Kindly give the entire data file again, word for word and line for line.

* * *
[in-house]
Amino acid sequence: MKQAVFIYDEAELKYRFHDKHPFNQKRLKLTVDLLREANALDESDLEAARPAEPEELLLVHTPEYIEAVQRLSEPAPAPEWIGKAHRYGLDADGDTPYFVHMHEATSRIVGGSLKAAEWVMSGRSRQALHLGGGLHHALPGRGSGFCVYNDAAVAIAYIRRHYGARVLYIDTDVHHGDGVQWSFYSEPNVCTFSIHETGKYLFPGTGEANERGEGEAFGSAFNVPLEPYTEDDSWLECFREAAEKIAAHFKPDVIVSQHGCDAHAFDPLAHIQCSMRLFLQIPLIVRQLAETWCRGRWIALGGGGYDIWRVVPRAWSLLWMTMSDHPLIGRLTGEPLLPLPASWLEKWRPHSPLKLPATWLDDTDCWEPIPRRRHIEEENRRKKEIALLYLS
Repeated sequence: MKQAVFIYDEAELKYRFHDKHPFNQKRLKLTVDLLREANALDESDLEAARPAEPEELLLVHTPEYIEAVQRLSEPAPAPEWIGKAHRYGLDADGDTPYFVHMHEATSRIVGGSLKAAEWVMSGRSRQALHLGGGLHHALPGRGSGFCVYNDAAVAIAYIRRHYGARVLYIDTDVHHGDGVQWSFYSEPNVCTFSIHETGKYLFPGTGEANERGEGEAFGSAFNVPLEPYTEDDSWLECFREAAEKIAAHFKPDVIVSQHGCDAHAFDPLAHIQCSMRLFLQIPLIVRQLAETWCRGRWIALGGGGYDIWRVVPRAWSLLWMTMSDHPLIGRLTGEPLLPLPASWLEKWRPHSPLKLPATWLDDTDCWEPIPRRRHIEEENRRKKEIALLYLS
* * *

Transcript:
[in-house]
Amino acid sequence: MKQAVFIYDEAELKYRFHDKHPFNQKRLKLTVDLLREANALDESDLEAARPAEPEELLLVHTPEYIEAVQRLSEPAPAPEWIGKAHRYGLDADGDTPYFVHMHEATSRIVGGSLKAAEWVMSGRSRQALHLGGGLHHALPGRGSGFCVYNDAAVAIAYIRRHYGARVLYIDTDVHHGDGVQWSFYSEPNVCTFSIHETGKYLFPGTGEANERGEGEAFGSAFNVPLEPYTEDDSWLECFREAAEKIAAHFKPDVIVSQHGCDAHAFDPLAHIQCSMRLFLQIPLIVRQLAETWCRGRWIALGGGGYDIWRVVPRAWSLLWMTMSDHPLIGRLTGEPLLPLPASWLEKWRPHSPLKLPATWLDDTDCWEPIPRRRHIEEENRRKKEIALLYLS
Repeated sequence: MKQAVFIYDEAELKYRFHDKHPFNQKRLKLTVDLLREANALDESDLEAARPAEPEELLLVHTPEYIEAVQRLSEPAPAPEWIGKAHRYGLDADGDTPYFVHMHEATSRIVGGSLKAAEWVMSGRSRQALHLGGGLHHALPGRGSGFCVYNDAAVAIAYIRRHYGARVLYIDTDVHHGDGVQWSFYSEPNVCTFSIHETGKYLFPGTGEANERGEGEAFGSAFNVPLEPYTEDDSWLECFREAAEKIAAHFKPDVIVSQHGCDAHAFDPLAHIQCSMRLFLQIPLIVRQLAETWCRGRWIALGGGGYDIWRVVPRAWSLLWMTMSDHPLIGRLTGEPLLPLPASWLEKWRPHSPLKLPATWLDDTDCWEPIPRRRHIEEENRRKKEIALLYLS